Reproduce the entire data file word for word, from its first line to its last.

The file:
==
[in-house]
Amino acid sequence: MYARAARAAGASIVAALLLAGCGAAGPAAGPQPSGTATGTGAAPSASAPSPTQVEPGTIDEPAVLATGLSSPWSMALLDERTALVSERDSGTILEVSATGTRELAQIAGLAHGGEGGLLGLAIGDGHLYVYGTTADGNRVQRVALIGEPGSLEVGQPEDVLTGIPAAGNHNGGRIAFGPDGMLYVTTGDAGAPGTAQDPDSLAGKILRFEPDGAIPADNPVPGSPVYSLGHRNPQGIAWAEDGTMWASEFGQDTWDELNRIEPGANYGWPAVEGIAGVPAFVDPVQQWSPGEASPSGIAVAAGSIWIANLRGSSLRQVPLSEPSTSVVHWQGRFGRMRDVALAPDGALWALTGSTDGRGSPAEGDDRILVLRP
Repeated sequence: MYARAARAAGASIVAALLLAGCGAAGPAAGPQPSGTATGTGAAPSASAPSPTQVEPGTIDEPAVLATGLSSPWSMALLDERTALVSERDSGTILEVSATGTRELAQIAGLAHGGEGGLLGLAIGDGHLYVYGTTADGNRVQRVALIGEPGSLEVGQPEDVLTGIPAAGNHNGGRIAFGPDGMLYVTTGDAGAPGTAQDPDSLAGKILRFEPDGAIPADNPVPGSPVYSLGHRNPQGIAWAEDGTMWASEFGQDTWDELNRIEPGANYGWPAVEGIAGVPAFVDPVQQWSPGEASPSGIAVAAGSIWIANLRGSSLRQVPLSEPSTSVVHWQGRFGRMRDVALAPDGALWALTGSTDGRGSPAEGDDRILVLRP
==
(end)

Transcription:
[in-house]
Amino acid sequence: MYARAARAAGASIVAALLLAGCGAAGPAAGPQPSGTATGTGAAPSASAPSPTQVEPGTIDEPAVLATGLSSPWSMALLDERTALVSERDSGTILEVSATGTRELAQIAGLAHGGEGGLLGLAIGDGHLYVYGTTADGNRVQRVALIGEPGSLEVGQPEDVLTGIPAAGNHNGGRIAFGPDGMLYVTTGDAGAPGTAQDPDSLAGKILRFEPDGAIPADNPVPGSPVYSLGHRNPQGIAWAEDGTMWASEFGQDTWDELNRIEPGANYGWPAVEGIAGVPAFVDPVQQWSPGEASPSGIAVAAGSIWIANLRGSSLRQVPLSEPSTSVVHWQGRFGRMRDVALAPDGALWALTGSTDGRGSPAEGDDRILVLRP
Repeated sequence: MYARAARAAGASIVAALLLAGCGAAGPAAGPQPSGTATGTGAAPSASAPSPTQVEPGTIDEPAVLATGLSSPWSMALLDERTALVSERDSGTILEVSATGTRELAQIAGLAHGGEGGLLGLAIGDGHLYVYGTTADGNRVQRVALIGEPGSLEVGQPEDVLTGIPAAGNHNGGRIAFGPDGMLYVTTGDAGAPGTAQDPDSLAGKILRFEPDGAIPADNPVPGSPVYSLGHRNPQGIAWAEDGTMWASEFGQDTWDELNRIEPGANYGWPAVEGIAGVPAFVDPVQQWSPGEASPSGIAVAAGSIWIANLRGSSLRQVPLSEPSTSVVHWQGRFGRMRDVALAPDGALWALTGSTDGRGSPAEGDDRILVLRP